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2020 NFL Free Agency: Contract projection for cornerback Kevin Johnson

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The Bills’ cornerback enters free agency for the second straight season.

Last offseason, the Buffalo Bills signed oft-injured free-agent cornerback Kevin Johnson to come in and compete with second-year cornerback Levi Wallace for the number-two job opposite Tre’Davious White. While Johnson flashed that first-round ability, he ultimately finished behind the former undrafted player on the depth chart.

The story doesn’t end there. Buffalo platooned Johnson and Wallace at points in the season, with Johnson playing almost a third of the Bills’ defense snaps. He started in the Wild Card round against his former team and played 100% of the snaps while Wallace nursed an ankle injury.

There is another aspect, too: Johnson played 56% of the team’s special teams snaps in 2019. With Lorenzo Alexander and a bunch of other special teamers as free agents, that is added value.

Johnson signed for one year and $3 million a year ago on a prove-it deal after suffering a series of concussions. He shed the injury label in 2019 but also didn’t play a ton.

With the number-two cornerback job far from settled, Buffalo may want to bring back Johnson to compete or platoon again with Wallace. If they lose Johnson, they’ll need to add another outside cornerback. With all that in mind, let’s look at what it might cost to retain Johnson.

Here are some comparable contracts...


Bobby McCain
Miami Dolphins
Four years, $27 million extension (Five years, $27.7 million total)

This is a hefty bump for Johnson, but let’s look at the similarity. McCain signed in 2018 with one year remaining on his rookie deal, so I look at it as a five-year, $28 million contract. The $5.6 million average is a lot more palatable than $6.75 million AAV. McCain started only 15 combined games in the two years preceding his extension, mostly serving as the team’s nickel corner. In 2017, he played nearly two-thirds of Miami’s snaps and was clearly a key player on the team.

Eric Rowe
Miami Dolphins
Three years, $16.1 million

Rowe came to the Dolphins via the New England Patriots, following Brian Flores from defensive coordinator to head coach. Rowe was the Patriots’ starting cornerback in 2018 but was benched for the older Jason McCourty. It may or may not have been due to a groin injury that ultimately forced him to miss time and finish the year on injured reserve. Regardless, he has competed for a starting job every year of his career. He signed a one-year, $3.5 million contract for the 2019 season (very similar to Johnson) but signed a three-year deal in December after spending the season as the starter.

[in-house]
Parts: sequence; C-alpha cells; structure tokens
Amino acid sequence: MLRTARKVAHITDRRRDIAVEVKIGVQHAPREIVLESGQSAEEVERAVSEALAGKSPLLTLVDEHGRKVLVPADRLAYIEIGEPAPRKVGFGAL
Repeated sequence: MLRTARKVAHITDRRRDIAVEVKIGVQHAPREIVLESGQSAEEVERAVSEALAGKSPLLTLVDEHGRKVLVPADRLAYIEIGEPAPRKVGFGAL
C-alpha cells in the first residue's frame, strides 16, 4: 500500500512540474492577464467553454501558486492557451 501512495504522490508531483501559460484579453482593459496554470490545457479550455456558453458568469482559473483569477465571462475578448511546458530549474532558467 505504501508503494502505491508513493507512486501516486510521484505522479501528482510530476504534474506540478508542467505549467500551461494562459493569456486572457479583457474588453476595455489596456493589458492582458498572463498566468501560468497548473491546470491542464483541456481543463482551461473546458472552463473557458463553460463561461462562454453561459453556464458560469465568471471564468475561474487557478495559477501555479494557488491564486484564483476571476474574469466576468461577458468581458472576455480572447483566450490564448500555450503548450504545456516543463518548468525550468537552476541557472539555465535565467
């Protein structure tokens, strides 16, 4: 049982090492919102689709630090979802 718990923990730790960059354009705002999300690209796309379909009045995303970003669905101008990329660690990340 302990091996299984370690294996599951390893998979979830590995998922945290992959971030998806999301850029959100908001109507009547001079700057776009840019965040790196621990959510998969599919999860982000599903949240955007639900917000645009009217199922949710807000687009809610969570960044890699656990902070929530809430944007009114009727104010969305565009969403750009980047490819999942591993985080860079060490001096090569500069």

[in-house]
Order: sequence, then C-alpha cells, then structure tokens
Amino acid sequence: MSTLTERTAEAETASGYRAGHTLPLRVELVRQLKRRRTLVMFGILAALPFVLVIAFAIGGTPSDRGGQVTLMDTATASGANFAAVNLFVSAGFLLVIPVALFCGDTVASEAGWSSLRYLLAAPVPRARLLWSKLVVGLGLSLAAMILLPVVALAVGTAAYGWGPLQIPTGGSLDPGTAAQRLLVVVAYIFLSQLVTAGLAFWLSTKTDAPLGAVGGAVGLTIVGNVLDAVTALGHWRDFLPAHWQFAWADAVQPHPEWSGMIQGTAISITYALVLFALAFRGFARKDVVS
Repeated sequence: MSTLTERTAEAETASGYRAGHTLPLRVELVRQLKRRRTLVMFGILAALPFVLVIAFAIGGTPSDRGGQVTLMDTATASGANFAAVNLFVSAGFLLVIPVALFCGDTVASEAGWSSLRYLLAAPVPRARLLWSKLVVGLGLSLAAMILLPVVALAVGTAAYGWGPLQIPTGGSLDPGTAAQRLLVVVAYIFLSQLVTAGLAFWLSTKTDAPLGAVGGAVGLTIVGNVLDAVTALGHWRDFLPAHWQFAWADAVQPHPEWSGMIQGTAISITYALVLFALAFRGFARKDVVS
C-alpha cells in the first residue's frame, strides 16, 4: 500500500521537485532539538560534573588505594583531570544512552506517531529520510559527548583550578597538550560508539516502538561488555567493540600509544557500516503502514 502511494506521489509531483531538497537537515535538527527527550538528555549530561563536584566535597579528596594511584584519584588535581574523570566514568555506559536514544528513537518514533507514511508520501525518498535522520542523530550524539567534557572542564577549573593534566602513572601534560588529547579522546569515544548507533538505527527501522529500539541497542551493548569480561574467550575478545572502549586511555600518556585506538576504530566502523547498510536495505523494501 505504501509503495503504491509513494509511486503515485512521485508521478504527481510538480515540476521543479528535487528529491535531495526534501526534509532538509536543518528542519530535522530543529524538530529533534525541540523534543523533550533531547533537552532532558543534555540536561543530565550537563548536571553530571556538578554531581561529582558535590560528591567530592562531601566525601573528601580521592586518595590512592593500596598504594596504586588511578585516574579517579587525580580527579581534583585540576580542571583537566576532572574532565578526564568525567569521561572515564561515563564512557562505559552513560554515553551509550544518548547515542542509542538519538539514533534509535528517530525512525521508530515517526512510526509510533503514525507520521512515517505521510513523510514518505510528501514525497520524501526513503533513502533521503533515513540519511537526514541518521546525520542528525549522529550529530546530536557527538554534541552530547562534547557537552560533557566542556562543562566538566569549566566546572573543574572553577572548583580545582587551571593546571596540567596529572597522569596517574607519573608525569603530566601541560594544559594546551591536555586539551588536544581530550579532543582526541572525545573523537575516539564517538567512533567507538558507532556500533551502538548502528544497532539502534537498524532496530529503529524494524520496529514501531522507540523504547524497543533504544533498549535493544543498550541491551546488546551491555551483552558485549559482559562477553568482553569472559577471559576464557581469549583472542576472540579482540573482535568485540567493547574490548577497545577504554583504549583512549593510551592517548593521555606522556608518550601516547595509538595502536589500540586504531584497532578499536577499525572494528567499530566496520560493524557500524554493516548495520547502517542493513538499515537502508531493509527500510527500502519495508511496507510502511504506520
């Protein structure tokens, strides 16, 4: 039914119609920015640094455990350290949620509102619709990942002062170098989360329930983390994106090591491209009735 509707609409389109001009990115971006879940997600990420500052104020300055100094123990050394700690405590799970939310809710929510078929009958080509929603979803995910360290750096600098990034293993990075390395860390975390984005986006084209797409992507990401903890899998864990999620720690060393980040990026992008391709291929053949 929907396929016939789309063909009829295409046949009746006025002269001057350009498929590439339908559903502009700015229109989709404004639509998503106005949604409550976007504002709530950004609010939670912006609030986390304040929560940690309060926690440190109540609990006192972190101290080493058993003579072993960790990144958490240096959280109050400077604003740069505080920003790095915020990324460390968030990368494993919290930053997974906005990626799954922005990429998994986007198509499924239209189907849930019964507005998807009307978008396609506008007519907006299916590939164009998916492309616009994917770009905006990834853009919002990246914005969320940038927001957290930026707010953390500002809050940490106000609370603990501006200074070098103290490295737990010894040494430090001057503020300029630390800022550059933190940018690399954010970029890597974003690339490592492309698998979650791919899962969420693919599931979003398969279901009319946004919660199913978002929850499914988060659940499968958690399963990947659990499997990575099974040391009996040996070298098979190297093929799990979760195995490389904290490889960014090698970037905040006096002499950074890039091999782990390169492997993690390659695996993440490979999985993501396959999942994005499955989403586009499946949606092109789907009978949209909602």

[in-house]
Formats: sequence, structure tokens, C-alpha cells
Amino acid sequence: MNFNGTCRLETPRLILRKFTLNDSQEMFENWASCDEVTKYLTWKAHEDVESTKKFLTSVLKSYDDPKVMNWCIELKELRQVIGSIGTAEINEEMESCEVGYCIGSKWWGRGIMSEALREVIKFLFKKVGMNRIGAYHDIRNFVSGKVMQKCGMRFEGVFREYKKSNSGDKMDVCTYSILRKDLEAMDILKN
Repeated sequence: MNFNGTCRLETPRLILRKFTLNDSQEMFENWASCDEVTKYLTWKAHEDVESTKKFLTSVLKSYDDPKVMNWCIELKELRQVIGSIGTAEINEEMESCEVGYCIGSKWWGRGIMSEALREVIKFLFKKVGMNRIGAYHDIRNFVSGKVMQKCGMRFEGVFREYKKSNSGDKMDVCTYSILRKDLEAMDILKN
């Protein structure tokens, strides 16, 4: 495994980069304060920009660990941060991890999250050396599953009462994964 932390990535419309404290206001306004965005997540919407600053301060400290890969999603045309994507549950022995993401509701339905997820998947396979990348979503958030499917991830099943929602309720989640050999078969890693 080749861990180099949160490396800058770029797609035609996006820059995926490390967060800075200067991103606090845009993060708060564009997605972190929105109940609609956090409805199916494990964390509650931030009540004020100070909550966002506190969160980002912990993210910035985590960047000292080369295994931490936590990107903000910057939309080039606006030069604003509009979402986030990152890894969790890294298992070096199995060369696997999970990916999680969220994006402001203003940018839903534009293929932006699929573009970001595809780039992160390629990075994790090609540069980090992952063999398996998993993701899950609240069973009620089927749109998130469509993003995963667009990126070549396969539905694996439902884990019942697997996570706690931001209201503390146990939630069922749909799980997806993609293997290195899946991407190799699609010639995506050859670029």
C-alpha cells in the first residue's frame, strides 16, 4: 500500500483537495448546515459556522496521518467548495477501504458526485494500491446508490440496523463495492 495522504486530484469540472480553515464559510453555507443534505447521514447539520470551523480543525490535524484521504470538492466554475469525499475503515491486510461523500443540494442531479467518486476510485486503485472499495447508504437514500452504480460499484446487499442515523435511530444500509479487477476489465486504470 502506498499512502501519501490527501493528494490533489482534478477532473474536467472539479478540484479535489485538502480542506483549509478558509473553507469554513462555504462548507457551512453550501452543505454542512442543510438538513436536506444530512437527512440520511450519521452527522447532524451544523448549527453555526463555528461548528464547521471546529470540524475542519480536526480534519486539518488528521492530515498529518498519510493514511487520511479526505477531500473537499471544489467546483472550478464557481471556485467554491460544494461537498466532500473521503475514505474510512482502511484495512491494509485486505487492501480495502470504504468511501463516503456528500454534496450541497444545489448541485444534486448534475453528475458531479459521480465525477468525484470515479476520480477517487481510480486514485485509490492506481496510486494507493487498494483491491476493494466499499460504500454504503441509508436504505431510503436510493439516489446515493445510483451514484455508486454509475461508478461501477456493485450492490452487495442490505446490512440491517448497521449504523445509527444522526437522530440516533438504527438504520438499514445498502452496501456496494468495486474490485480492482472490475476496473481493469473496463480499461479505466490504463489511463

D.J. Hayden
Jacksonville Jaguars
Three years, $19 million in 2018

This is the high end for Johnson, but Hayden was a first-round pick, like Johnson, and teams love overpaying for former first-rounders hoping they can unlock their potential. He played in 16 games but only started one for the Detroit Lions on his one-year prove it deal—(See a pattern?)—but played 45% of the team’s snaps. Then in 2018 he signed his three-year pact with the Jaguars to be their starter. It hasn’t really worked out and he will likely be gone in 2020.


Contract projection

Three years
$15 million with $5 million guaranteed

Rowe’s deal provides a really good framework. All of his 2020 money was guaranteed to the tune of $5.4 million. He gets another $250k if he’s active for every game, paid in $15,625 per-game active bonuses.

The $5 million per season is below the averages on all of these contracts but Johnson’s injury history is severe. He will need to decide between betting on himself in terms of salary or taking less money later for more guaranteed money up front. (I went with the second option here.)

In order for this contract to make sense, Buffalo would need to commit to playing Johnson. Not necessarily as the starting CB2 or even as the “starting” slot CB, but he’d need to play 50% of the defensive snaps at least. As the fourth cornerback behind White, Wallace, and Taron Johnson, $5 million would be too much for an insurance policy even if he plays a ton of special teams.

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